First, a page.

With the definite article ("the"), the company is making a bold claim: they lead the world. We may make several confident assumptions:
  • they have the biggest market share
  • they have the most advanced technology
  • they have many imitators

The capitalization of "world leader" is shouting - it's not necessary, and it's somewhat inelegant, but if they are the world leader, then they have something to shout about.

"real-time high fidelity simulation" >> "real-time simulation"

Someone (with a little knowledge of the science of simulation, perhaps) pointed out to them that "high fidelity" is not necessarily the best form of simulation; some simulations work better with more abstraction than with less (more abstraction implies less fine detail - lower fidelity). "high fidelity" had originally been included as puffing-up: it's empty, weasley and possibly even wrong.

Real-time simulation is of course a logical nonsense, however we understand what they mean: 1 simulated hour is equal to 1 real hour. How useful this is in simulation is moot; surely a useful simulation would be one where real hours may be simulated in minutes or seconds? This aside, the phrase is much better without the "high fidelity".

"The Company" >> [company's name]

In an act of dazzling stupidity, in a previous version they used the legalese self reference "the company", thereby missing an opportunity to reinforce the brand. This is thankfully corrected throughout.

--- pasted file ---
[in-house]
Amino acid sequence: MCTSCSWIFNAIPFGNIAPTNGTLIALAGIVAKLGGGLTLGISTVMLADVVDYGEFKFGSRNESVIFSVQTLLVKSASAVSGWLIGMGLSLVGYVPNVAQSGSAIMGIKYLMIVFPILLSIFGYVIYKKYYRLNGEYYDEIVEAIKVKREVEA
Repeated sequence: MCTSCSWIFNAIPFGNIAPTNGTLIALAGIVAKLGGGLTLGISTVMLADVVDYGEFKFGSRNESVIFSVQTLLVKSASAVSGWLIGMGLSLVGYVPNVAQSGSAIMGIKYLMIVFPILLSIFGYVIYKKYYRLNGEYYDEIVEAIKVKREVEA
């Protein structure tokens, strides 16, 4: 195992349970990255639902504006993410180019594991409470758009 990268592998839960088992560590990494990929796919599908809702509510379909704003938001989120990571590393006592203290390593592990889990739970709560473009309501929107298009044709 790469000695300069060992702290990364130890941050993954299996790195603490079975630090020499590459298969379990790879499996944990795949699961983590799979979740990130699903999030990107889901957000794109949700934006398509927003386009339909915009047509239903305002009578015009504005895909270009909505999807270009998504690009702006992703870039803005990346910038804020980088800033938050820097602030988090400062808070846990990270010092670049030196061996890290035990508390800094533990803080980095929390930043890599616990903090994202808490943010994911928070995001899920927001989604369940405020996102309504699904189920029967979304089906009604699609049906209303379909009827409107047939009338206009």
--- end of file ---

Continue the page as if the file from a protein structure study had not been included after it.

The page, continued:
"educational solutions and services" >> "training applications"

This one got a cheer from me. Not only is "educational" a wrongful substitution (educational means "pertaining to education" - it isn't an adjective describing "solutions and services", which is how it has been used), it is also a pointless substitution, where the writer may have wanted to avoid the rather pedestrian "training". In addition, we have the double weasel: "solutions and services".

In the new version, boring clarity triumphs over pompous obscurity and "training" is restored to its proper place. Hurrah!. Pity they had to spoil it, replacing the double weasel with the single, "applications", and reintroducing vaguery.

"in addition…[end]" >> "[company] has delivered… [end]"

Instead of more vague product claims, some justification of the opening statement. This is so strong compared with what was there before that we can forgive the rhetorical "spanning the globe" (worldwide would have been simpler and clearer). These stats got a cheer from me too. Flaunting your numbers is a great way to gain credibility. Be prepared to back them up with hard facts, though. A good buyer or auditor will expect this.

The new text could be further improved, but the main spadework has been done, so we'll leave it alone.